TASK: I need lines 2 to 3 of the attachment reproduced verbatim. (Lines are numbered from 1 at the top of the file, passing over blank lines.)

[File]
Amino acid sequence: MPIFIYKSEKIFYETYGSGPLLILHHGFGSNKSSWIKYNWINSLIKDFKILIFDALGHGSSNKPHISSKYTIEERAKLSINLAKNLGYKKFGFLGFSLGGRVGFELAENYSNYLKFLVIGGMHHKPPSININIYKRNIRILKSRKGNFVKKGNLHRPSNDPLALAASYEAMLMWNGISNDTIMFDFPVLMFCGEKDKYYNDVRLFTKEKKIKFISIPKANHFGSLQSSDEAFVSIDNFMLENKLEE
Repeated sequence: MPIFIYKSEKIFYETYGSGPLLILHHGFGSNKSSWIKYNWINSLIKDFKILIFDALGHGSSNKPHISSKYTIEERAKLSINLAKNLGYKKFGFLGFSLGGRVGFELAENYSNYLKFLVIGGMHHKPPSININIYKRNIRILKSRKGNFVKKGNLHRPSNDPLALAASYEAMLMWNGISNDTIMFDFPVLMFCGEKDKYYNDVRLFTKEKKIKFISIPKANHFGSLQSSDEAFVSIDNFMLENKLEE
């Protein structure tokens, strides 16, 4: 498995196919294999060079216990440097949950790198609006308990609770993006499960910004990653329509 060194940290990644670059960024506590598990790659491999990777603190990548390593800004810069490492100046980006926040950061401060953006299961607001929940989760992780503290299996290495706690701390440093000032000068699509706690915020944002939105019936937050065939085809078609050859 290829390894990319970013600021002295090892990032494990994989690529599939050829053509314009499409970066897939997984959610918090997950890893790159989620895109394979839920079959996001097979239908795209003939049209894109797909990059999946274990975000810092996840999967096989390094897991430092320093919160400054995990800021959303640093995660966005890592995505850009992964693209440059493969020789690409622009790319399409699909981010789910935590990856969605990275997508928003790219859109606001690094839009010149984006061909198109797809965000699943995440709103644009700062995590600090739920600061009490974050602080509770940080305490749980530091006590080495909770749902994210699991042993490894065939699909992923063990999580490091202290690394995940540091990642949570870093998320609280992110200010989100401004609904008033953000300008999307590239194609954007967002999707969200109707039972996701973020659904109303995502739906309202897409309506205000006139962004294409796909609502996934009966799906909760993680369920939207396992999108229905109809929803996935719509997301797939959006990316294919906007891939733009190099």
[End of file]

Repeated sequence: MPIFIYKSEKIFYETYGSGPLLILHHGFGSNKSSWIKYNWINSLIKDFKILIFDALGHGSSNKPHISSKYTIEERAKLSINLAKNLGYKKFGFLGFSLGGRVGFELAENYSNYLKFLVIGGMHHKPPSININIYKRNIRILKSRKGNFVKKGNLHRPSNDPLALAASYEAMLMWNGISNDTIMFDFPVLMFCGEKDKYYNDVRLFTKEKKIKFISIPKANHFGSLQSSDEAFVSIDNFMLENKLEE
């Protein structure tokens, strides 16, 4: 498995196919294999060079216990440097949950790198609006308990609770993006499960910004990653329509 060194940290990644670059960024506590598990790659491999990777603190990548390593800004810069490492100046980006926040950061401060953006299961607001929940989760992780503290299996290495706690701390440093000032000068699509706690915020944002939105019936937050065939085809078609050859 290829390894990319970013600021002295090892990032494990994989690529599939050829053509314009499409970066897939997984959610918090997950890893790159989620895109394979839920079959996001097979239908795209003939049209894109797909990059999946274990975000810092996840999967096989390094897991430092320093919160400054995990800021959303640093995660966005890592995505850009992964693209440059493969020789690409622009790319399409699909981010789910935590990856969605990275997508928003790219859109606001690094839009010149984006061909198109797809965000699943995440709103644009700062995590600090739920600061009490974050602080509770940080305490749980530091006590080495909770749902994210699991042993490894065939699909992923063990999580490091202290690394995940540091990642949570870093998320609280992110200010989100401004609904008033953000300008999307590239194609954007967002999707969200109707039972996701973020659904109303995502739906309202897409309506205000006139962004294409796909609502996934009966799906909760993680369920939207396992999108229905109809929803996935719509997301797939959006990316294919906007891939733009190099």